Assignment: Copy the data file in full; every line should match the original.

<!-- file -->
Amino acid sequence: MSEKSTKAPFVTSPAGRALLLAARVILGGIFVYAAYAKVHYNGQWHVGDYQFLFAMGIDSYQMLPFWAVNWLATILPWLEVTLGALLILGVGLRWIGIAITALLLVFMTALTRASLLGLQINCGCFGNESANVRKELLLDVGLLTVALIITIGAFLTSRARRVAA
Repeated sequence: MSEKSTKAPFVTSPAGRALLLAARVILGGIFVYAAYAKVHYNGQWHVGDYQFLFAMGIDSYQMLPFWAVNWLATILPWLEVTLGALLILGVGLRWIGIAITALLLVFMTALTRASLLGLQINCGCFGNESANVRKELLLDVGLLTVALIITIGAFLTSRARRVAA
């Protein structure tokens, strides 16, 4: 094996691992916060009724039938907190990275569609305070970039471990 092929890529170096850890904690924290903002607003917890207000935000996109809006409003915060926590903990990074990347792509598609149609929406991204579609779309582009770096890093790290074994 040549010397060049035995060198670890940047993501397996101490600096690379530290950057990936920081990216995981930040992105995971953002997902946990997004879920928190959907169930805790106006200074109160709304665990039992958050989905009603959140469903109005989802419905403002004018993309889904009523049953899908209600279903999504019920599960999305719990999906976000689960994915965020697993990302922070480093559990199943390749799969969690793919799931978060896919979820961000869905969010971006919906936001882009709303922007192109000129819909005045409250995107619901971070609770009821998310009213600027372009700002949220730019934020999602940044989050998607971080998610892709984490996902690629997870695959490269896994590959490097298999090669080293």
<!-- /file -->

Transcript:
Amino acid sequence: MSEKSTKAPFVTSPAGRALLLAARVILGGIFVYAAYAKVHYNGQWHVGDYQFLFAMGIDSYQMLPFWAVNWLATILPWLEVTLGALLILGVGLRWIGIAITALLLVFMTALTRASLLGLQINCGCFGNESANVRKELLLDVGLLTVALIITIGAFLTSRARRVAA
Repeated sequence: MSEKSTKAPFVTSPAGRALLLAARVILGGIFVYAAYAKVHYNGQWHVGDYQFLFAMGIDSYQMLPFWAVNWLATILPWLEVTLGALLILGVGLRWIGIAITALLLVFMTALTRASLLGLQINCGCFGNESANVRKELLLDVGLLTVALIITIGAFLTSRARRVAA
């Protein structure tokens, strides 16, 4: 094996691992916060009724039938907190990275569609305070970039471990 092929890529170096850890904690924290903002607003917890207000935000996109809006409003915060926590903990990074990347792509598609149609929406991204579609779309582009770096890093790290074994 040549010397060049035995060198670890940047993501397996101490600096690379530290950057990936920081990216995981930040992105995971953002997902946990997004879920928190959907169930805790106006200074109160709304665990039992958050989905009603959140469903109005989802419905403002004018993309889904009523049953899908209600279903999504019920599960999305719990999906976000689960994915965020697993990302922070480093559990199943390749799969969690793919799931978060896919979820961000869905969010971006919906936001882009709303922007192109000129819909005045409250995107619901971070609770009821998310009213600027372009700002949220730019934020999602940044989050998607971080998610892709984490996902690629997870695959490269896994590959490097298999090669080293």